The Home Video Prince Doesn't Want You to See (ABC News)
MS: Twenty eight people, mostly friends and family, had viewed the YouTube video by June, when mom Stephanie Lenz said she received an e-mail from YouTube informing her that her video had been removed from the site at the request of Universal Music Publishing Group, the recording industry's largest label, and warning her that future copyright infringements on her part could force the Web site to cancel her account.
Brick-and-mortar stores eye new music formats (Reuters)
MS: In the latest attempts, iTunes digital download album cards highlighting specific titles are getting high marks in the early part of the rollout. Meanwhile, merchants await the introduction of the "ringle" -- which aims to revive the CD single in the physical world and allow brick-and-mortar merchants to participate in the ringtone phenomenon.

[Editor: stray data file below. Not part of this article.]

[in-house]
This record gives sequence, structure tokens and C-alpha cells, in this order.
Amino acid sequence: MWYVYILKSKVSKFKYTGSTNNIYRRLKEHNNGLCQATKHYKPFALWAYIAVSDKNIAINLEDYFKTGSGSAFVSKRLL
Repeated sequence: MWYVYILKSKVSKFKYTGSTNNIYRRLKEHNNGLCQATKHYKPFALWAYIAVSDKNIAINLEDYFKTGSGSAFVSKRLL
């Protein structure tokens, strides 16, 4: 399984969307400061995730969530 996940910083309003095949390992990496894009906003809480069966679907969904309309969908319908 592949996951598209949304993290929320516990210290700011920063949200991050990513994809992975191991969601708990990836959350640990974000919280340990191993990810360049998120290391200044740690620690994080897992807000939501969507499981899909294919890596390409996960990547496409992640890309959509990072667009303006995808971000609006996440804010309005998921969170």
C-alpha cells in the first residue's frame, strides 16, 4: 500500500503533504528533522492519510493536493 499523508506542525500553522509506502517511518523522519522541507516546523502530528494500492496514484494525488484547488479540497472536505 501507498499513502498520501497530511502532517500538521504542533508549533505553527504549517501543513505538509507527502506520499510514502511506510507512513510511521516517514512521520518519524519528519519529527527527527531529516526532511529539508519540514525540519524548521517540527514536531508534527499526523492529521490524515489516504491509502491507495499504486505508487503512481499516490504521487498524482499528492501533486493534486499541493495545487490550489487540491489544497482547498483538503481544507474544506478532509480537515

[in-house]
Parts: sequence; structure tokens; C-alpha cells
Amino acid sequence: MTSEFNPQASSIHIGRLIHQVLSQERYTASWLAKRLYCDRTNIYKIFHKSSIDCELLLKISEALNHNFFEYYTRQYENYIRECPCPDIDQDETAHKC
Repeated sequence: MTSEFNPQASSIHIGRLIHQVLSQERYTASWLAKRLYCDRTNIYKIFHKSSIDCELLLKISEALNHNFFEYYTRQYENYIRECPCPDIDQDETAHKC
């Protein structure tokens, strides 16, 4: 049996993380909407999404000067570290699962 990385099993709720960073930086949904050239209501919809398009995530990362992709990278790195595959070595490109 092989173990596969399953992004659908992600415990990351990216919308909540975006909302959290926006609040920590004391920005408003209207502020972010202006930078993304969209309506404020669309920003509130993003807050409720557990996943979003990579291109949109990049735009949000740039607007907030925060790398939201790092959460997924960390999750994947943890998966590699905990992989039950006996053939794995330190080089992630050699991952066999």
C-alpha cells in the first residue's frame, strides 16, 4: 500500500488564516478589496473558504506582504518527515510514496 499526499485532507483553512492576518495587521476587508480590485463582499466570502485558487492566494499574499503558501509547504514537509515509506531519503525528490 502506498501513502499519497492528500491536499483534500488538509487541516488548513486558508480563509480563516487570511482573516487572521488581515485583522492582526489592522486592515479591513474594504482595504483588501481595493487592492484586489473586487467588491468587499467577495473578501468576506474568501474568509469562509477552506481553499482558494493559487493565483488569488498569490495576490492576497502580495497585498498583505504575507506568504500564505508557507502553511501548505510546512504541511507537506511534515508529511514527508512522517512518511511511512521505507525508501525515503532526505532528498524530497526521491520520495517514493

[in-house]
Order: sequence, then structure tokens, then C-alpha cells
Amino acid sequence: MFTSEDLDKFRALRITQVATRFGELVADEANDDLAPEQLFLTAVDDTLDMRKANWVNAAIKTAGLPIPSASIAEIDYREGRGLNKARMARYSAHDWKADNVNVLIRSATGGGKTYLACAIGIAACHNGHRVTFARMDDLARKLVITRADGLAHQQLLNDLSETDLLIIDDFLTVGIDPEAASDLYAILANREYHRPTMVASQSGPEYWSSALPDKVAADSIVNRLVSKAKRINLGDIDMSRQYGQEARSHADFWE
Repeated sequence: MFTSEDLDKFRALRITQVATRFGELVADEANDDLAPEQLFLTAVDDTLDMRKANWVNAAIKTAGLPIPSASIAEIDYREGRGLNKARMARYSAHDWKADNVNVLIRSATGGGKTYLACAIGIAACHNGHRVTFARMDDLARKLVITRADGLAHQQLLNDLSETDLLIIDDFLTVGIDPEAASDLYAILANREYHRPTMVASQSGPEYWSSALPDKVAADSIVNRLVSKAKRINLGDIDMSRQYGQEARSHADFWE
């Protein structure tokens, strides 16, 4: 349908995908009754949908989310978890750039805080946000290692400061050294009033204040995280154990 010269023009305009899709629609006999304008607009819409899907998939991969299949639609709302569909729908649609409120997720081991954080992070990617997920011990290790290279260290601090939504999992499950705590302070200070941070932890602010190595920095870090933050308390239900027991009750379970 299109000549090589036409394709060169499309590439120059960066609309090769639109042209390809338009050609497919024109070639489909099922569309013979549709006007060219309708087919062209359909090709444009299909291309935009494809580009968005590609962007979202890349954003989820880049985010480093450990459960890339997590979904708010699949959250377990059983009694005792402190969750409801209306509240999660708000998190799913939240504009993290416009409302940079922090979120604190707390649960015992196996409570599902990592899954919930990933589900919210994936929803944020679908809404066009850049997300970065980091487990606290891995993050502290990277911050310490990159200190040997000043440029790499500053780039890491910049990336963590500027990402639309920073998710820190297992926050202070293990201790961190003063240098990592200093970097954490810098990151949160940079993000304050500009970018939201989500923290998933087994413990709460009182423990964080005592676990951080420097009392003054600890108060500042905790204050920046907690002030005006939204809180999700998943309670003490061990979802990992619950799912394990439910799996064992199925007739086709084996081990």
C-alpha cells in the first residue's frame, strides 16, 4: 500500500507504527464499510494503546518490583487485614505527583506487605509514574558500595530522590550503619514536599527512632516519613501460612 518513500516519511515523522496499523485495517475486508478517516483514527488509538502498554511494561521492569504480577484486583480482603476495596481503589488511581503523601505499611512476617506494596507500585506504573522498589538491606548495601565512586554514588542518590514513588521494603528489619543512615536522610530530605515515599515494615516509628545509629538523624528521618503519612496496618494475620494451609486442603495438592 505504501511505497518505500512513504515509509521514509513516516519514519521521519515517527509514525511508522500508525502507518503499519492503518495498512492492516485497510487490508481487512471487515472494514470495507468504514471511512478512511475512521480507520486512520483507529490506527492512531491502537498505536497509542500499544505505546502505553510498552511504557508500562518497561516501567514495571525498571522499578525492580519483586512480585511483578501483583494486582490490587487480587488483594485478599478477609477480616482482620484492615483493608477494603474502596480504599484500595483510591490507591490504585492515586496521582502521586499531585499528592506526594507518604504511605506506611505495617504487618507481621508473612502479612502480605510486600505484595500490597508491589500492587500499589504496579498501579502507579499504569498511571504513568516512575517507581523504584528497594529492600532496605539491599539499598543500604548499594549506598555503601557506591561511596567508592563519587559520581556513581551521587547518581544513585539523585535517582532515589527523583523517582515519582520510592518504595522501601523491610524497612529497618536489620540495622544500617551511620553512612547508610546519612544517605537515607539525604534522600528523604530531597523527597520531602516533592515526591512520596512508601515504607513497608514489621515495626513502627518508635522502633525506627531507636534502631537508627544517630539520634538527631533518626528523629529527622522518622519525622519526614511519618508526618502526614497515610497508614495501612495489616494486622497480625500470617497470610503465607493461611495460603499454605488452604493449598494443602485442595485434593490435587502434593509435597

Arcade Fire discuss the bitter taste of success (Guardian)
MS: "I don't like the process of having to promote an album and talk about it," he says, flatly, "and I learnt pretty early on that the artist always seems like the asshole in the situation, no matter what you do. Even if, like, someone was poking you in the face and you went 'fucking stop that!', when the article comes out, it'll be like that happened in slow motion." He mimes giving someone the finger in slow motion, then sighs. "You can't win "
Apple in a Fight for Rights to TV Shows (Washington Post)
MS: "I don't see video as the driving force behind iPod sales," Adam C. Engst, publisher of Apple news Web site Tidbits.com, wrote in an e-mail. "Music is why people buy iPods, and that won't be changing any time soon -- you can't watch TV while jogging or driving."